Readers’ Forum: 7/23/19

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A nonmember’s thoughts on religion classes at BYU

I wasn’t prepared to be the ugly duckling at college. As a non-member attending a university owned by The Church of Jesus Christ of Latter-day Saints, it’s hard not to feel like an outsider. I will never be able to have a conversation about waking up painfully early for seminary classes or having the biggest crush on the cute boy that one year at EFY.

My first day in The Eternal Family, class started with a hymn and a prayer. Nothing out of the ordinary for most students — but for me? Weird and uncomfortable. Because I’m a part of the 1% of students that aren’t members, every Monday and Wednesday morning, I’m reminded that, deep down, I’m not a part of this community.

Earlier in the year, I was told that I could talk to the BYU Chaplain about religion courses specifically for non-members. My relief was short-lived; after calling the Chaplain, I discovered that BYU stopped providing said classes for non-members a few years ago.

The effort needed to provide a separate religion class for a tiny group of students may seem superfluous, but it will have a profound effect on students who aren’t Church members — on me. While all my peers focus on becoming like our Heavenly Father, I fall behind because I’m not familiar with the principles taught in class. Even though one of BYU’s goals is to “provide a caring environment that facilitates and fosters student success,” you can only ask so many questions about “obvious” topics before you start holding the class back.

While the addition of religion classes for non-members may not affect a large number of students, it will allow us to deepen our studies, give us an opportunity to grow our faith and, maybe, be a part of this community one day, too.

—Lauren Stewart
San Clemente, California

Education for immigrant children

Children all across the world have dreams of having a good education. The United States is a country popularly assumed to be the right place to go to achieve a beneficial education. People from all across the globe see America as the “Land of the Free,” so they desire to have a better life for themselves and their children. This results in immigrants from various portions of the world coming to the United States to live the American dream — specifically, on the borders of Mexico. I believe that children, regardless of their citizenship, should have the right to an education.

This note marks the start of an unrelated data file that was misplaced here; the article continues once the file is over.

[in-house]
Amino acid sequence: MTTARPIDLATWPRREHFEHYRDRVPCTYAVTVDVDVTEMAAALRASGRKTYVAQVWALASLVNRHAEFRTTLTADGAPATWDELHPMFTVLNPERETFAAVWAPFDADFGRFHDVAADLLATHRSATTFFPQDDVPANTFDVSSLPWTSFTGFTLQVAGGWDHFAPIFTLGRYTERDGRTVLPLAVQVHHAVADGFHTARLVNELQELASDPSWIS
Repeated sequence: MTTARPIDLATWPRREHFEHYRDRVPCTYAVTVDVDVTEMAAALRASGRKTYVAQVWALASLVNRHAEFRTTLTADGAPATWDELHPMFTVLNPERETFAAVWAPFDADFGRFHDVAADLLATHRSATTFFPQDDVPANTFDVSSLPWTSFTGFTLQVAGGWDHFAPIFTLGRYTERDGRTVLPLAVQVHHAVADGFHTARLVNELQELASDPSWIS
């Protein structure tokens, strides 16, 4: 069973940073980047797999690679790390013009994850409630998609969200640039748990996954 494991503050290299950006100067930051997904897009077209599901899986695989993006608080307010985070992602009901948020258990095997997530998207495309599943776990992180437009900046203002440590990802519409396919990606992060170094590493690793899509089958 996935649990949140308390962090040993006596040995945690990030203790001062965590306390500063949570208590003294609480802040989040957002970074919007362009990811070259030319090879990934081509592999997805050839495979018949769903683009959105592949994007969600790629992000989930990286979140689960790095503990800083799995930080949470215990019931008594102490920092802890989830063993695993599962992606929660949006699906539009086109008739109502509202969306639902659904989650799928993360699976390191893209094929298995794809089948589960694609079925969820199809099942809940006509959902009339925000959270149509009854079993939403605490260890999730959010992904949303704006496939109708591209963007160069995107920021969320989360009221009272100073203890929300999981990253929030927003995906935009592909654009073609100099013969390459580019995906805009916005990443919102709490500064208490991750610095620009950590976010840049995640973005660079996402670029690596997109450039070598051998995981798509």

My grandparents moved to the United States from Mexico to look for a better life for themselves and their children. Although they came legally, they had to work hard to sustain themselves. Later, they had to come up with a way for their children to go to college. Moving from another country is not easy and preventing children, whether they be an illegal immigrant or not, from receiving a proper education isn’t good.

I believe that immigrant children deserve the right to an education. Being in the younger generation and coming to the point of starting our own families, it is important that we make a change now. I propose to stop seeing illegal immigrant children as criminals and start seeing them as kids who want to start a good life for themselves by using education as a positive resource to be able to reach their dreams.

—Karina Miranda
Las Vegas, Nevada

Credit where credit isn’t due

Imagine what a bright-minded 21-year-old could do with 240 hours and $11,240. This is what every BYU student spends to fulfill their general education courses, begging the question: is it worth it?

As a BYU student, I have had multiple conversations with fellow students about general education courses. We usually agree that 60 credits of non-major courses is excessive. Several majors here require 100 credits or more. Many students, including myself, will take five years to graduate from BYU due to the course load of such rigorous degrees. An extra 60 credits is extremely taxing for students and might impede their success.

I understand there are benefits to requiring courses in all subjects. Many students enter college without declaring a major and need to explore their options. However, this is not the case for everyone. There are thousands of students who took parallel classes in high school, decided on a major before entering college, or are anxious to get a degree as soon as possible. For these students, general classes can be a waste of time and money and keep them from starting careers in their fields.

Remember, the reason for college is to learn. A student’s desire affects how well they learn; when someone wants to learn, they learn at a higher level. When someone is forced to learn something, the learning is less effective. General education courses often force students to be taught what they don’t want to learn, causing minimal learning at a high cost.

I am not saying we should get rid of mandated general courses, but I believe we should decrease the number of required general classes. There is only so much time in one day, and only so much money in a college student’s wallet. Let’s be effective in our use of time and money by having administration reduce the number of general education courses and improve our learning.

—Brayden Wright
Grand Junction, Colorado

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